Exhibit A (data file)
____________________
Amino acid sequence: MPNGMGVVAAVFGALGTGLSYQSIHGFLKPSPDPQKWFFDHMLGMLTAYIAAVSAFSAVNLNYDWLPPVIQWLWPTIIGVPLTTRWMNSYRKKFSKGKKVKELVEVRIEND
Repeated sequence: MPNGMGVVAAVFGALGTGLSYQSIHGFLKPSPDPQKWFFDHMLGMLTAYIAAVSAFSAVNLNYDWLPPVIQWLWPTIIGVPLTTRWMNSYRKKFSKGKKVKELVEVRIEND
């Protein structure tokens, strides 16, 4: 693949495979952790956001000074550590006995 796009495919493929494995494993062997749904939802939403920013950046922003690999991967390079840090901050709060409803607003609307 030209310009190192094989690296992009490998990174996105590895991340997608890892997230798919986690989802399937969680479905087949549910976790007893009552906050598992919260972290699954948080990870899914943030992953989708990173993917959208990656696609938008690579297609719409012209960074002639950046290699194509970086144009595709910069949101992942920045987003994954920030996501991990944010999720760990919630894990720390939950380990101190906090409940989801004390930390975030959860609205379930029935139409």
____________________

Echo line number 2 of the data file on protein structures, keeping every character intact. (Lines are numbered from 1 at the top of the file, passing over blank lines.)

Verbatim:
Repeated sequence: MPNGMGVVAAVFGALGTGLSYQSIHGFLKPSPDPQKWFFDHMLGMLTAYIAAVSAFSAVNLNYDWLPPVIQWLWPTIIGVPLTTRWMNSYRKKFSKGKKVKELVEVRIEND